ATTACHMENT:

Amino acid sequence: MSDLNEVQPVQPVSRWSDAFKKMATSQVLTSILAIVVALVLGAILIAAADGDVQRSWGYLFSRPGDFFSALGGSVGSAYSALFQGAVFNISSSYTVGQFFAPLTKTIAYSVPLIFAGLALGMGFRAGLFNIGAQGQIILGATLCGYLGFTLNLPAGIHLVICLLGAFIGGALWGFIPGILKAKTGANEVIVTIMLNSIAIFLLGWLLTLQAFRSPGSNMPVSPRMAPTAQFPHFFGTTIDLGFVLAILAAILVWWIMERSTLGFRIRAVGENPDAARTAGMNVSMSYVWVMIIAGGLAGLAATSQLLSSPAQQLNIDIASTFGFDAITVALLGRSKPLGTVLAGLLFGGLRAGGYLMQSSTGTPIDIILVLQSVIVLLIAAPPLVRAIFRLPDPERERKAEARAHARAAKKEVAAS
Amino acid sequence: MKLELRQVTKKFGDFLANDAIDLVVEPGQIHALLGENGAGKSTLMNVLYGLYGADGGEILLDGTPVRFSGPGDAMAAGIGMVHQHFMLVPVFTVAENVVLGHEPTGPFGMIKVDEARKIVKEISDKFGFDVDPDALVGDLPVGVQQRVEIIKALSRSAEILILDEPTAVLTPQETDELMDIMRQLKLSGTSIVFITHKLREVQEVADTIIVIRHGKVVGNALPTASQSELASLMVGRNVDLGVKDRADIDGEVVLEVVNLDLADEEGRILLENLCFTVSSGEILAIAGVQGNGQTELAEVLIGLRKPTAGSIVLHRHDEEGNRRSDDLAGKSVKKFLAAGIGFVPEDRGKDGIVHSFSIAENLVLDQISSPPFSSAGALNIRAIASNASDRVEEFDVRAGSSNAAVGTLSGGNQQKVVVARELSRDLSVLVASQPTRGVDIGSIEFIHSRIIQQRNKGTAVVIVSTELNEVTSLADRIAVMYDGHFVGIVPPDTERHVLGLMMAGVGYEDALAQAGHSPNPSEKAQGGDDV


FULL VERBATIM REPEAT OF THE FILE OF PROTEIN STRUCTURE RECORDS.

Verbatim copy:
Amino acid sequence: MSDLNEVQPVQPVSRWSDAFKKMATSQVLTSILAIVVALVLGAILIAAADGDVQRSWGYLFSRPGDFFSALGGSVGSAYSALFQGAVFNISSSYTVGQFFAPLTKTIAYSVPLIFAGLALGMGFRAGLFNIGAQGQIILGATLCGYLGFTLNLPAGIHLVICLLGAFIGGALWGFIPGILKAKTGANEVIVTIMLNSIAIFLLGWLLTLQAFRSPGSNMPVSPRMAPTAQFPHFFGTTIDLGFVLAILAAILVWWIMERSTLGFRIRAVGENPDAARTAGMNVSMSYVWVMIIAGGLAGLAATSQLLSSPAQQLNIDIASTFGFDAITVALLGRSKPLGTVLAGLLFGGLRAGGYLMQSSTGTPIDIILVLQSVIVLLIAAPPLVRAIFRLPDPERERKAEARAHARAAKKEVAAS
Amino acid sequence: MKLELRQVTKKFGDFLANDAIDLVVEPGQIHALLGENGAGKSTLMNVLYGLYGADGGEILLDGTPVRFSGPGDAMAAGIGMVHQHFMLVPVFTVAENVVLGHEPTGPFGMIKVDEARKIVKEISDKFGFDVDPDALVGDLPVGVQQRVEIIKALSRSAEILILDEPTAVLTPQETDELMDIMRQLKLSGTSIVFITHKLREVQEVADTIIVIRHGKVVGNALPTASQSELASLMVGRNVDLGVKDRADIDGEVVLEVVNLDLADEEGRILLENLCFTVSSGEILAIAGVQGNGQTELAEVLIGLRKPTAGSIVLHRHDEEGNRRSDDLAGKSVKKFLAAGIGFVPEDRGKDGIVHSFSIAENLVLDQISSPPFSSAGALNIRAIASNASDRVEEFDVRAGSSNAAVGTLSGGNQQKVVVARELSRDLSVLVASQPTRGVDIGSIEFIHSRIIQQRNKGTAVVIVSTELNEVTSLADRIAVMYDGHFVGIVPPDTERHVLGLMMAGVGYEDALAQAGHSPNPSEKAQGGDDV